{HELP} I used too much hardener in resin

What happens when you use too much hardener in resin

At some point when you’re crafting, you might wonder what happens when you use too much hardener in resin.  Or maybe you just realized you did and you’re asking yourself if your resin is going to cure okay.  There are a few things that could take place.  But before we get to that, let’s talk about why hardener is essential.

When using two-part resin kits, you will get a bottle of resin (part a) and hardener (part b). The chemicals don’t harden on their own, but once you mix them together, the mixture heats up and eventually solidifies. Each resin kit comes with specific directions that explain how much of each to mix together, either by weight or volume.

Now, you might be thinking if a little hardener is good, a lot must be better to make sure your resin cures. So let me tell you why using too much hardener in resin is NOT a good idea.

Your resin’s pot time is reduced.

Pot time, also known as open time, is the amount of time you have to use the mixed resin and hardener before it starts to cure. When using too much hardener, the mixture heats up too quickly and may cure before you ever get a chance to use it.

Your resin may cure in a hardness you weren’t expecting.

Depending on the resin formula, your resin might cure harder than expected. But with other formulas, your resin may cure bendy and soft. Yep. It doesn’t make a lot of sense, but having too much hardener leads to curing problems.

You aren’t going to use things up evenly.

Resin kits are designed for you to run out of both bottles of product at the same time. While it isn’t unusual to have a little bit left of one component, you don’t want to have a lot of Part A resin leftover that you have to dispose of properly. (In case you weren’t aware, liquid resin kits should never be poured down a drain or thrown away in your trash.)

So what do you do if you add too much hardener?

If you’re lucky enough to know right away that you did it, don’t use that resin. Get it somewhere it won’t cause a fire as resin can get very hot and smoke. If you realize this later, chances are you only found out because something didn’t turn out as expected. In that case, let’s look at reasons why you could have added too much hardener to resin.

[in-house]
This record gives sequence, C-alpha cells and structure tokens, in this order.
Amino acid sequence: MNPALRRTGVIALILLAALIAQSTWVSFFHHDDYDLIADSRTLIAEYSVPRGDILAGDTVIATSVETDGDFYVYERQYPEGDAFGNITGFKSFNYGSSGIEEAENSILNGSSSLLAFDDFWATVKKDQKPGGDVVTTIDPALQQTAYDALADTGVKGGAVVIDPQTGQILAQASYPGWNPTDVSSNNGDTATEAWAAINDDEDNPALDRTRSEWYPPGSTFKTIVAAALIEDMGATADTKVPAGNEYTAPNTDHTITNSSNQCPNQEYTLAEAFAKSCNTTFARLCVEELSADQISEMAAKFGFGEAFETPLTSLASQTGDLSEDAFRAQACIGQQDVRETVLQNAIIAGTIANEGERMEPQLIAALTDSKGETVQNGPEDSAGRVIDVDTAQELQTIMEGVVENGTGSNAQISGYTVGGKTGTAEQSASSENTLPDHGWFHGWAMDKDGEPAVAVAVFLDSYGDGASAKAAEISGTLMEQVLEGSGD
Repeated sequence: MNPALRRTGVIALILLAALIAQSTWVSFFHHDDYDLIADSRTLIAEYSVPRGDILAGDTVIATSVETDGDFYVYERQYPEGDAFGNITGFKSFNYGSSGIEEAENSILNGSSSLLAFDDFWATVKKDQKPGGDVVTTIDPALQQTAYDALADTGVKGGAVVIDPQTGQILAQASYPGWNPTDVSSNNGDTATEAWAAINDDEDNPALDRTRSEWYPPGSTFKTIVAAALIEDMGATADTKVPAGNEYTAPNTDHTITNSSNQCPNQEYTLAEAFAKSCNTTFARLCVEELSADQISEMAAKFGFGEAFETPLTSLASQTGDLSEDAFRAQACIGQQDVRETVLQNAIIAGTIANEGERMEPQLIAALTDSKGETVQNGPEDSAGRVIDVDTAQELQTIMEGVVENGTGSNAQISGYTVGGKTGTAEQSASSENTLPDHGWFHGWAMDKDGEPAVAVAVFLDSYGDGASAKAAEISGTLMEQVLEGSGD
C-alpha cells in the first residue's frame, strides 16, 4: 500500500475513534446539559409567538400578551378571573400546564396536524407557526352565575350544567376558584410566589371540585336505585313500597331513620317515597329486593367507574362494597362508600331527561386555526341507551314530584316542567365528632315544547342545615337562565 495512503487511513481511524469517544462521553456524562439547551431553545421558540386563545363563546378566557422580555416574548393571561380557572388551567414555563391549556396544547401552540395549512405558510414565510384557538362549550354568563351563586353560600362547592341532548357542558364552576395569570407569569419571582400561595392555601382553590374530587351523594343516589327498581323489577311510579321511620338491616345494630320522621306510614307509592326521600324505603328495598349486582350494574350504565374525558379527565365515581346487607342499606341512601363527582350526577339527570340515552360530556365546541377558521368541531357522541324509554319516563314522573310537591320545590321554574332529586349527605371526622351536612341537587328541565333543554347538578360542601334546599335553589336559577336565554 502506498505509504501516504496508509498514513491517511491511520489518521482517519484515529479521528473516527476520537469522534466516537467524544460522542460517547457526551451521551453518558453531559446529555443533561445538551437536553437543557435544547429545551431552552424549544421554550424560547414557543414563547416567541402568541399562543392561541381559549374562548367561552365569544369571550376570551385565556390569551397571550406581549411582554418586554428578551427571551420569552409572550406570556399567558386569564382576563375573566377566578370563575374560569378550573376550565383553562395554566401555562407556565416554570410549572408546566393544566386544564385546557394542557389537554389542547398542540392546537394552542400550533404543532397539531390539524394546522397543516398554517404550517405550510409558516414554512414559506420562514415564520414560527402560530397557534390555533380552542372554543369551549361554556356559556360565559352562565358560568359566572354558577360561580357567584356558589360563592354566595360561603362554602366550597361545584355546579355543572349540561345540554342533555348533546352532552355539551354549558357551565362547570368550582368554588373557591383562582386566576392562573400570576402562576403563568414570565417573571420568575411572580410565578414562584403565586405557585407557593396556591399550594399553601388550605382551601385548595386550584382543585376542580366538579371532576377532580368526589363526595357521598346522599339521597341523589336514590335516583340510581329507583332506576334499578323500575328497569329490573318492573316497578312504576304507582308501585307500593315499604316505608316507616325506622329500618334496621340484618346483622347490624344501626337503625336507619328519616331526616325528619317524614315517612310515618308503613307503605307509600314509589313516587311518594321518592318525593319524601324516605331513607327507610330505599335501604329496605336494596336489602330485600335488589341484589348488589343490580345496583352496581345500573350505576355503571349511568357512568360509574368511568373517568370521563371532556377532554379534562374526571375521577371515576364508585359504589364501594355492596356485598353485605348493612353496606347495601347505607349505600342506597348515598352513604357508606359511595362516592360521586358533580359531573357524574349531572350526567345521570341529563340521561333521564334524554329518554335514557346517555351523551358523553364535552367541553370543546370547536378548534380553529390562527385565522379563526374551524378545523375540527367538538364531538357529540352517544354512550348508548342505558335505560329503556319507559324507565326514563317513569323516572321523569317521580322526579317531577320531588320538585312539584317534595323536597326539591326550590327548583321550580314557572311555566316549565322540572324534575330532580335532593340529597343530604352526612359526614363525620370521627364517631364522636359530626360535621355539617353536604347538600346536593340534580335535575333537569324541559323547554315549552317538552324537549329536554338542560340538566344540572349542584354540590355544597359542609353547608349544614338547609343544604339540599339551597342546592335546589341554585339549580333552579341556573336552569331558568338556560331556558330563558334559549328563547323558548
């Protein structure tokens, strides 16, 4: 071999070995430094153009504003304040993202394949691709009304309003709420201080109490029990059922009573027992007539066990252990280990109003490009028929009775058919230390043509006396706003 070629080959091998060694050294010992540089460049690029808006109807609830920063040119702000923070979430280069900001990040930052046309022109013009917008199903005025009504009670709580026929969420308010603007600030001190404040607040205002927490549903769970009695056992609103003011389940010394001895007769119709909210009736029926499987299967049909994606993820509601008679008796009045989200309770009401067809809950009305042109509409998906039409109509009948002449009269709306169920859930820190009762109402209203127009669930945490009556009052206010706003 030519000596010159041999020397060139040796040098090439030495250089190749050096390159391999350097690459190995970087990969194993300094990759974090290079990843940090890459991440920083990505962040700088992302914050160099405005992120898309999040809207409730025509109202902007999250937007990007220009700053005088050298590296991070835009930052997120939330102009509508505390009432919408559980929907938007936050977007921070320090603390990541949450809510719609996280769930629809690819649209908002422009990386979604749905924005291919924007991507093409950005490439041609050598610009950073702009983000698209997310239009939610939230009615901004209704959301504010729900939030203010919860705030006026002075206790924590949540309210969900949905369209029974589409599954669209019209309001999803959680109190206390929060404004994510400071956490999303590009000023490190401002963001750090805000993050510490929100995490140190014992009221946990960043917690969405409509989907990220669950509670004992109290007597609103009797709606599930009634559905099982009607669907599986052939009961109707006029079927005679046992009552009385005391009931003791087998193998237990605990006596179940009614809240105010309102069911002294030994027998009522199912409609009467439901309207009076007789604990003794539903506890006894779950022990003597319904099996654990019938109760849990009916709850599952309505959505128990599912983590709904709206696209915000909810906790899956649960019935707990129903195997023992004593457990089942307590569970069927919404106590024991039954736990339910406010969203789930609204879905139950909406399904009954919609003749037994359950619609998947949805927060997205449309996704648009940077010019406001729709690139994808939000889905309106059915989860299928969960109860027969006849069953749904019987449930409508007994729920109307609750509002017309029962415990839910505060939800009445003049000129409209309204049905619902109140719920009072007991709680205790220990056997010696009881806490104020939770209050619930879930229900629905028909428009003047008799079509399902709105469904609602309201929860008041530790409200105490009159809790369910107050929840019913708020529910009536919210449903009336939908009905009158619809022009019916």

You measured by weight.

Carefully follow the resin kit’s directions as it relates to mixing. Many two-part resins measure by volume, not by weight. If you end up measuring by weight, you will almost always use more hardener than is needed.

Pro tip: if you like using a scale to measure your resin and hardener, ask the manufacturer what the mixing ratio is if you measure by weight.

You wanted to speed up curing.

Yes, heat is good to speed up resin curing, but it should come from other sources. You can use a heating pad, small space heater, or even a toaster oven dedicated to resin crafting set on a low temperature to help speed the process along.

You didn’t read the directions.

Every resin kit has specific instructions that apply only to that kit. For example, you can’t assume that all resins mix together in a 1:1 ratio. If you use a resin that combines two parts resin to one part hardener and mix one part of each, you will most definitely use too much hardener.

You didn’t measure precisely enough.

Measuring inaccurately is one of the biggest mistakes I see in resin crafting, especially with beginners. Therefore, it’s important that you use graduated mixing cups (cups that have measuring marks on them) to do your measuring.

Are you frustrated with making resin mistakes?

I’ve been there too. I remember how upset I was spending hours on a project only to have it cure sticky and full of bubbles. What I figured out was that there were a few key things to know to ensure I made something I couldn’t wait to show off. I’ve detailed them all in my ebook, Resin Fundamentals. For less than the cost of a resin kit, you can go from confused to confident with resin in only an afternoon!

Unpublished Blog Posts of Resin Obsession, LLC © 2021 Resin Obsession, LLC

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